I've been rediscovering YouTube recently. What I mean by that is that I've moved beyond the usual movie trailers, educational video lectures and various clips of late night TV shows and news. I'm now often on the hunt for vlog-type "how to" videos.
This hunt for helpful information, of which there is plenty, has lead to the discovery of the next generation of what are called "unboxing" videos. I hadn't seen these in a number of years and now realize how much they've changed.
I’ve been wanting to talk about something for over six months now but hadn’t figured out how to broach the subject, that is until a conversation with my bestie Michelle yesterday. (Love you Michelle!)
I couldn’t contain myself as I burst out and told her how I felt like a teenager again. And ironically, she also felt reenergized, but for a different reason. That made for an amazing conversation. (Though I’m spoiled because every conversation with Michelle is amazing.)
When we think of our story, we think of what we tell others. This story usually consists of our background, our expertise in various areas and what we’ve had a chance to experience throughout our lives.
Our résumé is a story, our online dating profile is a story, how we introduce ourselves is a story, even our elevator pitch is a story and it can influence how others view us—how they mentally file us for future reference.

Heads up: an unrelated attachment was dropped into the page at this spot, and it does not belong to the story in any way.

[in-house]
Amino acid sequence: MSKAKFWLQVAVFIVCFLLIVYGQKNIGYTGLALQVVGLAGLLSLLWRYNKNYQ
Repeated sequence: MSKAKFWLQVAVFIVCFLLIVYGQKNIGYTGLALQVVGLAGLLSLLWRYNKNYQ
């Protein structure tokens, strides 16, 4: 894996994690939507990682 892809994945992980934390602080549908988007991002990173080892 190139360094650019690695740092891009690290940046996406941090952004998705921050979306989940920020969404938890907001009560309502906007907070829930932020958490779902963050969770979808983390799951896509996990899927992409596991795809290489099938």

What if I were to tell you that those stories, though important, are not as material as your story, what you tell yourself?
I once heard a great saying: “Only trust the expert who can explain a complex concept in a way a five-year-old can understand.” To me, that expert is Carl Richards. In this book, Richards explores the ways in which we can be our own worst enemy when it comes to money, and his illustrated examples drive his points home with face-palm clarity.
Author Erin Lowry chose her audience well and never deviates from it. Those most likely to heed the messages in this book are young, broke students or post-secondary graduates with some debt (student loans and possibly other consumer debt) who are facing a still lukewarm entry-level job market.
Jacob is the real deal. He doesn’t tout himself as an expert, just as someone who has a thesis to share that he thinks might be of value to others. He’s an ordinary guy (with a Ph.D. in physics) who stumbled upon the pursuit of an extremely early retirement in the most simple way possible: by questioning the logic of the status quo. His thought process makes me think I’d greatly appreciate the opportunity to have a conversation with him someday.